(Dan Hodges in a Telegraph article which you can read here.)

    Saturday, February 20, 2016

    The Eu Referendum: Michael Gove's position

    Whether Britain should remain in the EU is an important decision and one on which honourable and intelligent men and women can differ.

    I think David Cameron has done a fantastic job in trying to get as much as we could expect at this time in terms of reform of the EU. I think the battle over the last 48 hours was real and that what DC came away with in terms of a clear exemption for Britain from "ever closer union," protection for non-Euro countries, a more competitive EU and a restriction of migrant benefits will be of genuine benefit if we vote to remain within the EU.

    Equally DC he was never likely to get a complete transformation of the European Union project. He went for objectives which were challenging but just about achievable.

    It is wrong - and frankly, an insult to the intelligence - to pretend that what the Prime Minister achieved was nothing of consequence. It would be equally wrong if anyone were to pretend - in fact I have not heard anyone in the Conservative party who is pretending - that what was agreed this week removes all the problems with the EU. And there will be some people who have a rational and consistent vision of the sort of Europe they would like to see and for whom no deal which was realistically available would persuade them it was in Britain's interests to stay in the EU.

    Some of those people have been rubbishing everything the Prime Minister's has been trying to achieve from the word go. Others have held their fire until now, and thereby, if they are Conservatives, stuck to the letter and spirit of the manifesto promises on which they were elected. And one of those is Michael Gove.

    I respect the positions both David Cameron and Michael Gove have set out and intend to take my time to think about the arguments both have made.

    This is an extract from the statement Michael released today:

    "For weeks now I have been wrestling with the most difficult decision of my political life. But taking difficult decisions is what politicians are paid to do. No-one is forced to stand for Parliament, no-one is compelled to become a minister. If you take on those roles, which are great privileges, you also take on big responsibilities.

    I was encouraged to stand for Parliament by David Cameron and he has given me the opportunity to serve in what I believe is a great, reforming Government. I think he is an outstanding Prime Minister. There is, as far as I can see, only one significant issue on which we have differed. And that is the future of the UK in the European Union.

    It pains me to have to disagree with the Prime Minister on any issue. My instinct is to support him through good times and bad. But I cannot duck the choice which the Prime Minister has given every one of us. In a few months time we will all have the opportunity to decide whether Britain should stay in the European Union or leave. I believe our country would be freer, fairer and better off outside the EU. And if, at this moment of decision, I didn’t say what I believe I would not be true to my convictions or my country.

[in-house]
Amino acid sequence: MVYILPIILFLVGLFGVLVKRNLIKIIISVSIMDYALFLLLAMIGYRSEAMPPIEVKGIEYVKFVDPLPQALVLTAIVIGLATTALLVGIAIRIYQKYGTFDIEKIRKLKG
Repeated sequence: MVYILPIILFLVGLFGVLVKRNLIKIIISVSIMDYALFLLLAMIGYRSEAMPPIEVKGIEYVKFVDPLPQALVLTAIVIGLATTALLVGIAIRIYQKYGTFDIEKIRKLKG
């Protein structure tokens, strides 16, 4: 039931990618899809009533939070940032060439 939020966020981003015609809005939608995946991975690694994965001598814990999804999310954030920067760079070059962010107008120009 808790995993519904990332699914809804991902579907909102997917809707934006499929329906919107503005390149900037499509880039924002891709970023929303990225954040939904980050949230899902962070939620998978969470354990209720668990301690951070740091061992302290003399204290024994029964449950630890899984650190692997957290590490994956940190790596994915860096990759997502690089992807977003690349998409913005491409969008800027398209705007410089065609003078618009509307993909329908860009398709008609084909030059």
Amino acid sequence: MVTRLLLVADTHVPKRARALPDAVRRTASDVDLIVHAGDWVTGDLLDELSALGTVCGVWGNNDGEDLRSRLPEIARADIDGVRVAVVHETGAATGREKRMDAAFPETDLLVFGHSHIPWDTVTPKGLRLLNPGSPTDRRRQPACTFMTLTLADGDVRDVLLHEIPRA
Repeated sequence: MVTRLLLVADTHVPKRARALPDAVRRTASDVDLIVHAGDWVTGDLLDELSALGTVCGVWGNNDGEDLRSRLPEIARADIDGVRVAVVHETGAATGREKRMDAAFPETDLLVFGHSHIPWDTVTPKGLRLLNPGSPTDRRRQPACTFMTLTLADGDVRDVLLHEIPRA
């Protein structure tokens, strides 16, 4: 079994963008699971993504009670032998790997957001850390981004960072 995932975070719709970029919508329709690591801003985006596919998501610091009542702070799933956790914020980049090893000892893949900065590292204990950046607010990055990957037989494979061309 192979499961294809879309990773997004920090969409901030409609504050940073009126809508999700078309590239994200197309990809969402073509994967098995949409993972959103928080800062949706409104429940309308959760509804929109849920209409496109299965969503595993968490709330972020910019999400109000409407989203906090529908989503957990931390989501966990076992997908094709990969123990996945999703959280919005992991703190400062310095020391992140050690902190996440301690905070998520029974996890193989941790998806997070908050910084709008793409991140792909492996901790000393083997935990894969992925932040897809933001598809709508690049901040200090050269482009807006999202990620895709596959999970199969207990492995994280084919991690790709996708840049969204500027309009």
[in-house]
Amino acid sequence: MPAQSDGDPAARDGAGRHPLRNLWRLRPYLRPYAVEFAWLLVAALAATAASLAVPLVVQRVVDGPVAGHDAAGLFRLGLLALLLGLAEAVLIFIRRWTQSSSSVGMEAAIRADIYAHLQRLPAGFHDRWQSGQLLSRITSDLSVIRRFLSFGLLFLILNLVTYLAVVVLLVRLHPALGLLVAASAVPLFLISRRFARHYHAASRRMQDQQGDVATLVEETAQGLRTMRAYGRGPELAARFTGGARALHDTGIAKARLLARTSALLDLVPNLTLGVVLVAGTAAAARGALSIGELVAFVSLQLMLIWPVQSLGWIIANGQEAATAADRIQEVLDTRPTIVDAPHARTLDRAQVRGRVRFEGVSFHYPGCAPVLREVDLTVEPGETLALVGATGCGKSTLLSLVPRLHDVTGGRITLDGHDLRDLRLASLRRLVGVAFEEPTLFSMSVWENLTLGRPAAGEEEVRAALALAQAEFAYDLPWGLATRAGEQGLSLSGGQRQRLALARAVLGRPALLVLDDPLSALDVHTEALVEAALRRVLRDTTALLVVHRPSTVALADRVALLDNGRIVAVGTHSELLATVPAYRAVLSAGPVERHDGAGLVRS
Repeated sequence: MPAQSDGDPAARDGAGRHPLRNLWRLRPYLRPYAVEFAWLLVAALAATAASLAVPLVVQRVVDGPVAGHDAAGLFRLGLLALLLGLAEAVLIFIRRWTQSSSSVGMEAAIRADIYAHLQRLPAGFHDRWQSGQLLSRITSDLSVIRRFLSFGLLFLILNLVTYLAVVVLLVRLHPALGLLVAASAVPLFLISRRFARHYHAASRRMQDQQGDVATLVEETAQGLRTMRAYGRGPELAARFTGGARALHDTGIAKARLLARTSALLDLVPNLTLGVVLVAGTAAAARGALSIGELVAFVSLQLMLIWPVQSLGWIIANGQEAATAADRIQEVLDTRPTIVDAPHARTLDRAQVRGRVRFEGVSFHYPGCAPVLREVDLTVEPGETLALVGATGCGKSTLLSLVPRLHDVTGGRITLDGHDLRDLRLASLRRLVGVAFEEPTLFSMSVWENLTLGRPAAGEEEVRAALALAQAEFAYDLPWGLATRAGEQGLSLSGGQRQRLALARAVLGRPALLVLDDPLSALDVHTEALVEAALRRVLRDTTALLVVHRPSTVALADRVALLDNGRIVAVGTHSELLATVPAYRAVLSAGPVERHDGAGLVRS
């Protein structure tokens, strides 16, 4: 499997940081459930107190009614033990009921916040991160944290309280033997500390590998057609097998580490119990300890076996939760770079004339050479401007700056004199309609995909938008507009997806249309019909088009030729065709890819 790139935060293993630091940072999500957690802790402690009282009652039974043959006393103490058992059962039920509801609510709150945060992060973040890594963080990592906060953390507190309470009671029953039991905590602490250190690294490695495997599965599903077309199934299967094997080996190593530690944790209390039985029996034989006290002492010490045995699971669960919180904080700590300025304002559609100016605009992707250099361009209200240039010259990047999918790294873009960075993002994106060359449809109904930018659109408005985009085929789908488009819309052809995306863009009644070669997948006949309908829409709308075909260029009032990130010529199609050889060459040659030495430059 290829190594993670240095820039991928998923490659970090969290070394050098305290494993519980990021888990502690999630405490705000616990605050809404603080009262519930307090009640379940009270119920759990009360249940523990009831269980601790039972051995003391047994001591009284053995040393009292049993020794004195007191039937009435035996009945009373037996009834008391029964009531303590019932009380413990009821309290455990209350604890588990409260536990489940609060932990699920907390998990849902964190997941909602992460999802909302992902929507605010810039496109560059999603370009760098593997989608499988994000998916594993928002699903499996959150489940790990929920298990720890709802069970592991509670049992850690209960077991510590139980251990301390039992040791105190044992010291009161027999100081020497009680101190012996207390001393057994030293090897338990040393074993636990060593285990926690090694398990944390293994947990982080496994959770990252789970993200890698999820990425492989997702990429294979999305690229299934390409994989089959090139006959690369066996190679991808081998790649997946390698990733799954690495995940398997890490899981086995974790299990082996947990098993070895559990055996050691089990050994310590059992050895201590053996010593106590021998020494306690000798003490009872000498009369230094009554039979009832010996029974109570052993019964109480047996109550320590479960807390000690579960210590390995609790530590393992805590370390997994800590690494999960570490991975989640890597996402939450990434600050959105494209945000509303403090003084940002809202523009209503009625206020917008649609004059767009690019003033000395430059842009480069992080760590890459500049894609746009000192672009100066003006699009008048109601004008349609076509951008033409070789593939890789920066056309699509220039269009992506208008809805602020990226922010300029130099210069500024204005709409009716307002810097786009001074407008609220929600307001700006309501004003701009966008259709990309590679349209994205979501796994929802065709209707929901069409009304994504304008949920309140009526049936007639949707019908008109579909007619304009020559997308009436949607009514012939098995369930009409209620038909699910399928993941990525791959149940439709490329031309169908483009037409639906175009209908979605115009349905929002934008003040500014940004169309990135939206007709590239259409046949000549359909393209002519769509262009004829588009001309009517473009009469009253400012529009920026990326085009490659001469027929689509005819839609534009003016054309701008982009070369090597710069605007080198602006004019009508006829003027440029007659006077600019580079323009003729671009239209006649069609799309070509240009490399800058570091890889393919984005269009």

I don’t want to take anything away from the Prime Minister’s dedicated efforts to get a better deal for Britain. He has negotiated with courage and tenacity. But I think Britain would be stronger outside the EU.

    My starting point is simple. I believe that the decisions which govern all our lives, the laws we must all obey and the taxes we must all pay should be decided by people we choose and who we can throw out if we want change. If power is to be used wisely, if we are to avoid corruption and complacency in high office, then the public must have the right to change laws and Governments at election time.

    But our membership of the European Union prevents us being able to change huge swathes of law and stops us being able to choose who makes critical decisions which affect all our lives. Laws which govern citizens in this country are decided by politicians from other nations who we never elected and can’t throw out.

    We can take out our anger on elected representatives in Westminster but whoever is in Government in London cannot remove or reduce VAT, cannot support a steel plant through troubled times, cannot build the houses we need where they’re needed and cannot deport all the individuals who shouldn’t be in this country. I believe that needs to change. And I believe that both the lessons of our past and the shape of the future make the case for change compelling."

    You can read the full text of Michael's statement on the Vote Leave facebook page here.

    EU referendum on 23rd June: "The choice is in your hands" says David Cameron


    Foxhouses Road Resurfacing

    Foxhouses Road in Whitehaven is still being resurfaced. The road has been temporarily re-opened today while repair work is paused over the weekend: I presume it will be closed again for a time early next week until the work is complete.

    The new road surface is not finished and care is needed on this road, so if you are travelling to the Mirehouse or Valley Park area of Whitehaven by road and are easily able to take another route I would recommend doing so.

    Quote of the day 20th February 2016

    "In a newspaper article, Thatcher made what was really the winning argument.

    'In politics,' she said, 'You have to consider "what is the alternative?" The European Economic Community or what?'